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  1. L. E. Kristensen1,
  2. B. Strober2,3,
  3. D. Poddubnyy4,5,
  4. Y. Y. Leung6,7,
  5. H. Jo8,
  6. K. Kwok9,
  7. I. Vranic10,
  8. D. Fleishaker8,
  9. L. Fallon11,
  10. A. Yndestad12,
  11. D. D. Gladman13,14
  1. 1Copenhagen University Hospital, Bispebjerg and Frederiksberg, Department of Rheumatology, The Parker Institute, Copenhagen, Denmark
  2. 2Central Connecticut Dermatology Research, Cromwell, CT, United States of America
  3. 3Yale University, Department of Dermatology, New Haven, CT, United States of America
  4. 4Charité Universitätsmedizin, Department of Rheumatology, Infectious Diseases and Rheumatology, Berlin, Germany
  5. 5German Rheumatism Research Center Berlin, Epidemiology, Berlin, Germany
  6. 6Singapore General Hospital, Department of Rheumatology and Immunology, Singapore, Singapore
  7. 7Duke-NUS Medical School, Clinical Sciences Department, Singapore, Singapore
  8. 8Pfizer Inc, Inflammation and Immunology, Groton, CT, United States of America
  9. 9Pfizer Inc, Inflammation and Immunology, New York, NY, United States of America
  10. 10Pfizer Ltd, Inflammation and Immunology, Tadworth, United Kingdom
  11. 11Pfizer Inc, Inflammation and Immunology, Montreal, QC, Canada
  12. 12Pfizer Inc, Inflammation and Immunology, Oslo, Norway
  13. 13University of Toronto, Department of Medicine, Toronto, ON, Canada
  14. 14Toronto Western Hospital, Schroeder Arthritis Institute, Krembil Research Institute, Toronto, ON, Canada


Background Common comorbidities of psoriatic arthritis (PsA) and psoriasis (PsO) are cardiovascular (CV) disease and metabolic syndrome (MetS).1,2 Risk of CV disease may be associated with increased risk of future malignancies.3 Tofacitinib is a JAK inhibitor for treatment of PsA and has been investigated for treatment of PsO.

Objectives To examine baseline (BL) CV risk and its association with incidence rates (IRs) of major adverse CV events (MACE) and malignancies in tofacitinib-treated patients (pts) with PsA and PsO.

Methods Analysis included data from 3 (Phase [P]3/long-term extension [LTE]) trials of pts with PsA and 7 (P2/3/LTE) trials of pts with PsO receiving ≥1 dose of tofacitinib (5 or 10 mg twice daily). IRs (pts with events/100 pt-yrs) for MACE and malignancies (excluding non-melanoma skin cancer) were stratified by: history of coronary artery disease (HxCAD [≥1 of myocardial infarction, coronary heart disease, coronary artery procedure or stable angina pectoris]); BL 10-yr atherosclerotic CV disease (ASCVD) risk (ASCVD-pooled cohort equations calculator [only in pts without HxCAD]); and BL MetS (≥3 of hypertension, raised triglycerides, reduced high-density lipoprotein cholesterol, high waist circumference or high fasting glucose levels).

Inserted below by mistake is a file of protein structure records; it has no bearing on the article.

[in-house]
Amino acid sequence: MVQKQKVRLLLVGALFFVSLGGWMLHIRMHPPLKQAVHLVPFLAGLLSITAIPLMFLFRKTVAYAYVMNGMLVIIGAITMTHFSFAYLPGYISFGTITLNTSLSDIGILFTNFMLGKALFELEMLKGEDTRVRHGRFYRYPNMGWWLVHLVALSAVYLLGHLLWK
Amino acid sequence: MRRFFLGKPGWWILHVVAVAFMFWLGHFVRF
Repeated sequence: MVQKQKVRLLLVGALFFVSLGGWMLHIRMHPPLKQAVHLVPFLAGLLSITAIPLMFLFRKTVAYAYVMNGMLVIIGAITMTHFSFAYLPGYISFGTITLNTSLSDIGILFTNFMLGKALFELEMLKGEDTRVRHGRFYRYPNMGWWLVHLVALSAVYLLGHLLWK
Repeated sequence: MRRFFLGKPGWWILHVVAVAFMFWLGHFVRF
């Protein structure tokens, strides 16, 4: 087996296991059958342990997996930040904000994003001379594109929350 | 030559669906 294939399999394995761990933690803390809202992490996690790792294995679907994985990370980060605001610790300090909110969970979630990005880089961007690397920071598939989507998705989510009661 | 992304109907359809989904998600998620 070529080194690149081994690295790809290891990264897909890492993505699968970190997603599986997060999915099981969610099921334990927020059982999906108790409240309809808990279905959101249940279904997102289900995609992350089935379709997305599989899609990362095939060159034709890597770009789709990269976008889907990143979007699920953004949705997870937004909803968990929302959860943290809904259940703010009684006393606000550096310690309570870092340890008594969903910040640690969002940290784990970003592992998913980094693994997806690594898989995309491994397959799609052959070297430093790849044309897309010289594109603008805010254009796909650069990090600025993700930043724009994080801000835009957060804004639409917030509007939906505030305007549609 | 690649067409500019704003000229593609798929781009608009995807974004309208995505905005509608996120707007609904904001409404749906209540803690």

Results Of 783 and 3663 pts with PsA and PsO, total tofacitinib exposure was 2038 and 8950 pt-yrs, and median duration of exposure was 3.0 and 2.4 yrs, respectively. In pts with PsA and PsO, 5.0% and 2.5% had HxCAD, respectively; in those without HxCAD, >20% had intermediate/high BL 10-yr ASCVD risk (Figure 1). At BL, 40.9% and 32.7% of pts with PsA and PsO had MetS, respectively. IRs of MACE were greatest in pts with PsA and PsO who had HxCAD/high BL 10-yr ASCVD risk (Table 1). In the PsA cohort, 5/6 pts with MACE had BL MetS. IRs of malignancies in pts with PsA were greatest in those with intermediate/high BL 10-yr ASCVD risk; 8/9 pts with malignancies in these risk categories had BL MetS (Table 1). In the PsO cohort, IR of malignancies was notably greater in those with high vs low/intermediate BL 10-yr ASCVD risk (Table 1).

Table 1.

IRs of MACE and malignancies in pts with PsA and PsO receiving tofacitinib, stratified by HxCAD, BL 10-yr ASCVD risk and BL MetS

Conclusion In tofacitinib-treated pts with PsA and PsO, raised CV risk and MetS at BL were potentially associated with higher IRs of MACE and malignancies. Our findings support assessing CV risk in pts with PsA and PsO and enhanced monitoring for malignancies in those with raised CV risk.

References [1]Karmacharya et al. Ther Adv Musculoskel Dis 2021; 13: 1-15.

[2]Garshick et al. J Am Coll Cardiol 2021; 77: 1670-1680.

[3]Lau et al. JACC CardioOncol 2021; 3: 48-58.

Acknowledgements Study sponsored by Pfizer Inc. Medical writing support was provided by Emma Mitchell, CMC Connect, and funded by Pfizer Inc.

Disclosure of Interests Lars Erik Kristensen Speakers bureau: AbbVie, Amgen, Biogen, Bristol-Myers Squibb, Eli Lilly, Janssen, MSD, Novartis, Pfizer Inc and UCB, Grant/research support from: Biogen, Janssen, Novartis and UCB, Bruce Strober Speakers bureau: AbbVie, Amgen, Eli Lilly, Janssen and Ortho Dermatologics, Consultant of: AbbVie, Almirall, Amgen, Arcutis, Arena, Aristea, Boehringer Ingelheim, Bristol-Myers Squibb, Cara, Celgene, Dermavant, Dermira, Eli Lilly, GlaxoSmithKline, Janssen, Leo, Meiji Seika Pharma, Novartis, Ortho Dermatologics, Pfizer Inc, Regeneron, Sanofi-Genzyme, Sun Pharma and UCB, Denis Poddubnyy Speakers bureau: AbbVie, Bristol-Myers Squibb, Eli Lilly, MSD, Novartis, Pfizer Inc and UCB, Consultant of: AbbVie, BIOCAD, Gilead Sciences, GlaxoSmithKline, Eli Lilly, MSD, Novartis, Pfizer Inc, Samsung Bioepis and UCB, Grant/research support from: AbbVie, MSD, Novartis and Pfizer, Ying Ying Leung Consultant of: AbbVie, Eli Lilly, Janssen and Novartis, Hyejin Jo Consultant of: Pfizer Inc, Employee of: Syneos Health, Kenneth Kwok Shareholder of: Pfizer Inc, Employee of: Pfizer Inc, Ivana Vranic Shareholder of: Pfizer Inc, Employee of: Pfizer Ltd, Dona Fleishaker Shareholder of: Pfizer Inc, Employee of: Pfizer Inc, Lara Fallon Shareholder of: Pfizer Inc, Employee of: Pfizer Inc, Arne Yndestad Shareholder of: Pfizer Inc, Employee of: Pfizer Inc, Dafna D Gladman Consultant of: AbbVie, Amgen, Celgene, Eli Lilly, Galapagos, Gilead Sciences, Janssen, Novartis, Pfizer Inc and UCB.

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